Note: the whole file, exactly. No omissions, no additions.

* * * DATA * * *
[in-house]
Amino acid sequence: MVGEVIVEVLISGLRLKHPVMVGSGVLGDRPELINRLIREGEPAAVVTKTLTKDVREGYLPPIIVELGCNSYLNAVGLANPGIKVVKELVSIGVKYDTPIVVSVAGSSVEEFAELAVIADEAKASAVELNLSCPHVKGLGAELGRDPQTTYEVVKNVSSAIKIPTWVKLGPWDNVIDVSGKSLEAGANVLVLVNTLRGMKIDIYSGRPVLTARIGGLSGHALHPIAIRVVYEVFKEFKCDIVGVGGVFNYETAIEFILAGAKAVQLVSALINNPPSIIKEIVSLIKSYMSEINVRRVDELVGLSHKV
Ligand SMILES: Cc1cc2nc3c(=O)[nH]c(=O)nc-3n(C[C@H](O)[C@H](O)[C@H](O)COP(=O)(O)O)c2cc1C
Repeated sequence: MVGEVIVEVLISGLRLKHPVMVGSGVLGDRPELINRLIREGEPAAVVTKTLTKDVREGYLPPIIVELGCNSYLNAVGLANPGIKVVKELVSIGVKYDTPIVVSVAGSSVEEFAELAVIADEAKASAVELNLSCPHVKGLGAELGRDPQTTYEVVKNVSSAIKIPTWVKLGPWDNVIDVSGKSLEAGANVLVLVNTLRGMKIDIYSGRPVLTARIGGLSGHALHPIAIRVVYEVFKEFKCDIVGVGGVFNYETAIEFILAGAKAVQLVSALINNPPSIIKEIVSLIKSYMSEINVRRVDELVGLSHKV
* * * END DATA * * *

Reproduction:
[in-house]
Amino acid sequence: MVGEVIVEVLISGLRLKHPVMVGSGVLGDRPELINRLIREGEPAAVVTKTLTKDVREGYLPPIIVELGCNSYLNAVGLANPGIKVVKELVSIGVKYDTPIVVSVAGSSVEEFAELAVIADEAKASAVELNLSCPHVKGLGAELGRDPQTTYEVVKNVSSAIKIPTWVKLGPWDNVIDVSGKSLEAGANVLVLVNTLRGMKIDIYSGRPVLTARIGGLSGHALHPIAIRVVYEVFKEFKCDIVGVGGVFNYETAIEFILAGAKAVQLVSALINNPPSIIKEIVSLIKSYMSEINVRRVDELVGLSHKV
Ligand SMILES: Cc1cc2nc3c(=O)[nH]c(=O)nc-3n(C[C@H](O)[C@H](O)[C@H](O)COP(=O)(O)O)c2cc1C
Repeated sequence: MVGEVIVEVLISGLRLKHPVMVGSGVLGDRPELINRLIREGEPAAVVTKTLTKDVREGYLPPIIVELGCNSYLNAVGLANPGIKVVKELVSIGVKYDTPIVVSVAGSSVEEFAELAVIADEAKASAVELNLSCPHVKGLGAELGRDPQTTYEVVKNVSSAIKIPTWVKLGPWDNVIDVSGKSLEAGANVLVLVNTLRGMKIDIYSGRPVLTARIGGLSGHALHPIAIRVVYEVFKEFKCDIVGVGGVFNYETAIEFILAGAKAVQLVSALINNPPSIIKEIVSLIKSYMSEINVRRVDELVGLSHKV